Ted R. Lilley CURE Program

Applications for the 2019 Ted R. Lilley CURE Program are due by Monday, Jan. 28, 2019

The 2019 Ted R. Lilley CURE Program application is now open.

The Ted R. Lilley Continuing Umbrella of Research Education (CURE) Program is a research internship program supported by the Knight Cancer Institute and the Center for Diversity and Inclusion. It offers hands-on research experiences to Portland-area high school students who excel academically and come from socially or economically disadvantaged backgrounds. The goal of this program is to address the issue of health equity by increasing participation of underserved and underrepresented minorities in biomedical research and other health-related fields.

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What can CURE Interns expect

  • Work maximum of 40 hours a week (includes seminars) for 8 weeks in a lab with a Knight Cancer Institute faculty member
  • A stipend (approximately $10 an hour/40 hours a week) and a bus pass for the duration of the program
  • Attend weekly seminars, as well as adhere to faculty mentor expectations and curriculum
  • Participate in a poster presentation attended by the lab employees, directors and other staff of the Knight Cancer Institute

Internship dates

The eight-week 2019 Summer CURE Research Program is scheduled for Monday, June 17 through Friday, August 9, 2019. CURE interns will be selected in February. Interns will work a maximum of 40 hours per work (including weekly seminars).

What do I need to do to apply?

Download or print the 2019 Ted R. Lilley CURE Program flyer.

Apply for the 2019 Ted R. Lilley CURE Program.

All application materials must be submitted using the Red Cap portal link listed above.  Only complete applications will be considered. Student applications are due Monday, January 28, 2019. Use the checklist below to prepare your application submission:  

  • List of biology and chemistry courses taken. Include grades received for each.
  • High school transcript. Unofficial transcripts are accepted for the application process. You will upload a PDF of your most recent transcript. If you are selected as a CURE Intern, your admission to the program will be pending until an official transcript, in a sealed envelope, is received. 
  • Resume. Include volunteer experience, extracurricular activities, community service and work history.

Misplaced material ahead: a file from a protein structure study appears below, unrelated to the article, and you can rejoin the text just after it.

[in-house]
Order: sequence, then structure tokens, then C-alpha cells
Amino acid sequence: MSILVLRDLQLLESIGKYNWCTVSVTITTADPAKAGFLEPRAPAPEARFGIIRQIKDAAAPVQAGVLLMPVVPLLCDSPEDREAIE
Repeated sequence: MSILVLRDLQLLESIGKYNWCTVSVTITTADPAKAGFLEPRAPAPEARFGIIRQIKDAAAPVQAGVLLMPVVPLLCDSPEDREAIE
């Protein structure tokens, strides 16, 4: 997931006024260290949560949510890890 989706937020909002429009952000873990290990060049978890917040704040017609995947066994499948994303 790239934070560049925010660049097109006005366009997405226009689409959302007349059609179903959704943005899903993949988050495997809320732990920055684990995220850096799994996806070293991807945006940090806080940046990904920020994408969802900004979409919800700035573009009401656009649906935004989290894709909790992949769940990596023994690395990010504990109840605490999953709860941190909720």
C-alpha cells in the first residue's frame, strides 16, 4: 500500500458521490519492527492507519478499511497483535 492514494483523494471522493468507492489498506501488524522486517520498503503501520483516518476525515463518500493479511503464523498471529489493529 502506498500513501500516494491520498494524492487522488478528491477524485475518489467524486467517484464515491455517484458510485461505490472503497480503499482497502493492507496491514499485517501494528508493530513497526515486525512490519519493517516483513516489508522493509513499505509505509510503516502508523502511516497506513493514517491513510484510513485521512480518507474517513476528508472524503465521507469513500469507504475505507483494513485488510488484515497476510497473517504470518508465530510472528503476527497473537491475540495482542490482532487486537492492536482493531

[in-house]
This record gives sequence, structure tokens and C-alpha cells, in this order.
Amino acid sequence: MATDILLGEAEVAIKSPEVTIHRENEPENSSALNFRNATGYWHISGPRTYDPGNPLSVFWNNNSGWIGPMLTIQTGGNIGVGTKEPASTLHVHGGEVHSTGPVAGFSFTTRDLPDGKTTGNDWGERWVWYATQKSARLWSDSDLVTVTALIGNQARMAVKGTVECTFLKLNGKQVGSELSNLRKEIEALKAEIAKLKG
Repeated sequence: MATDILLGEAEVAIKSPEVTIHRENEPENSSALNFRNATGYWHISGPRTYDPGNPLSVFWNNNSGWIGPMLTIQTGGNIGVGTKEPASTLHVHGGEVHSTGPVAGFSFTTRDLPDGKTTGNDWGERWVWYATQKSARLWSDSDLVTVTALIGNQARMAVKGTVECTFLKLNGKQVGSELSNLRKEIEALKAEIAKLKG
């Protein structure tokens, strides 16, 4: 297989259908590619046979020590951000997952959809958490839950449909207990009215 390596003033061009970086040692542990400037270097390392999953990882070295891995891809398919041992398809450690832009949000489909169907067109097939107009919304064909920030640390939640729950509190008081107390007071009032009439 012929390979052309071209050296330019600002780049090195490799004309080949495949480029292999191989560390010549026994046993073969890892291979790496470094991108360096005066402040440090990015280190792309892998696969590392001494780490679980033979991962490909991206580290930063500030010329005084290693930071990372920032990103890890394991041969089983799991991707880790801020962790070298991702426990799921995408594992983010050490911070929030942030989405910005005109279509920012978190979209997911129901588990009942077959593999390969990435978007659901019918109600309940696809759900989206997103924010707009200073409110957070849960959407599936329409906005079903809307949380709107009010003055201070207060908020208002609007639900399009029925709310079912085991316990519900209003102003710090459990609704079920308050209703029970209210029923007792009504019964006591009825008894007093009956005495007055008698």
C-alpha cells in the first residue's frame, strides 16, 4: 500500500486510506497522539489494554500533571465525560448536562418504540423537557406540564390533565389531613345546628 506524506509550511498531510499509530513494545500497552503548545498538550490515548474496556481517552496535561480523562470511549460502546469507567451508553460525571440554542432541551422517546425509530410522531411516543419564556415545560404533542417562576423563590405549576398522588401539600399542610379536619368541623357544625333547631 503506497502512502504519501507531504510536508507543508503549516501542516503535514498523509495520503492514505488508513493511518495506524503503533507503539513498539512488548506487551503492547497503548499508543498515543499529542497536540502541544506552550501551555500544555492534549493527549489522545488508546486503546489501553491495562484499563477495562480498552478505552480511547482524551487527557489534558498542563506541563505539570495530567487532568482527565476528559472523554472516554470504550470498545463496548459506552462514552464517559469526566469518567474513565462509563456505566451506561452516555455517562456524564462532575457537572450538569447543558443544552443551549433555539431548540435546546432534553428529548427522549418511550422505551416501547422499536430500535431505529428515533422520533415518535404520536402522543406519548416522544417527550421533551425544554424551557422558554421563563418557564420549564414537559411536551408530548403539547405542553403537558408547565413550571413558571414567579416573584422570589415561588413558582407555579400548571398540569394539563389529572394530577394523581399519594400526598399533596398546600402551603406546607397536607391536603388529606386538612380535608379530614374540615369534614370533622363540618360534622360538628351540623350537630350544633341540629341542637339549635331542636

• Essay. Include your career goals, extracurricular activities, intellectual interests, future educational plans, the reason you would like to participate in this program. Share any obstacles or challenges you have overcome and explain how this internship would further enhance your goals. Describe any research you have done and areas of research interest.
  • Two letters of recommendation. One of the letters must be from a high school science teacher. The second recommendation can be from a community leader, teacher, coach, counselor, etc. The individual writing the letter of recommendation will submit the letter online. Deadline to submit letters of recommendation is Monday, February 4, 2019.

If you have questions or need more information, email the Center for Diversity and Inclusion or call 503 494-5657.

Frequently asked questions

  • Students who are sophomores, juniors or seniors from Oregon high schools (preference for selection is given to students with 2 years of high school remaining and those who attend public schools in the Portland Metro area)
  • Students belonging to a group that is historically underrepresented or socially and economically disadvantaged (see below definitions)
  • Must be 16 or older when the program begins
  • Must have a 3.0 GPA or higher
  • Must have taken at least one lab science class, preferably biology and have an interest in research
  • Economically disadvantaged is defined as individuals who come from a low income family, using low-income levels as specified by the U.S. Department of Health and Human Services.
  • Socially disadvantaged means students coming from an environment that may inhibit them from obtaining knowledge, skills or abilities in pursuit of education in a health field.  This includes, but is not restricted to, students whose parents did not attend or complete college; and/or students being reared by a single or divorced parent.
  • Underrepresented students belong to groups that are recognized as historically underrepresented in the health and science professions including: African-American/Black, Native American/Alaskan Native, Pacific Islander and Hispanics/Latinos.

We expect to notify all applicants in February.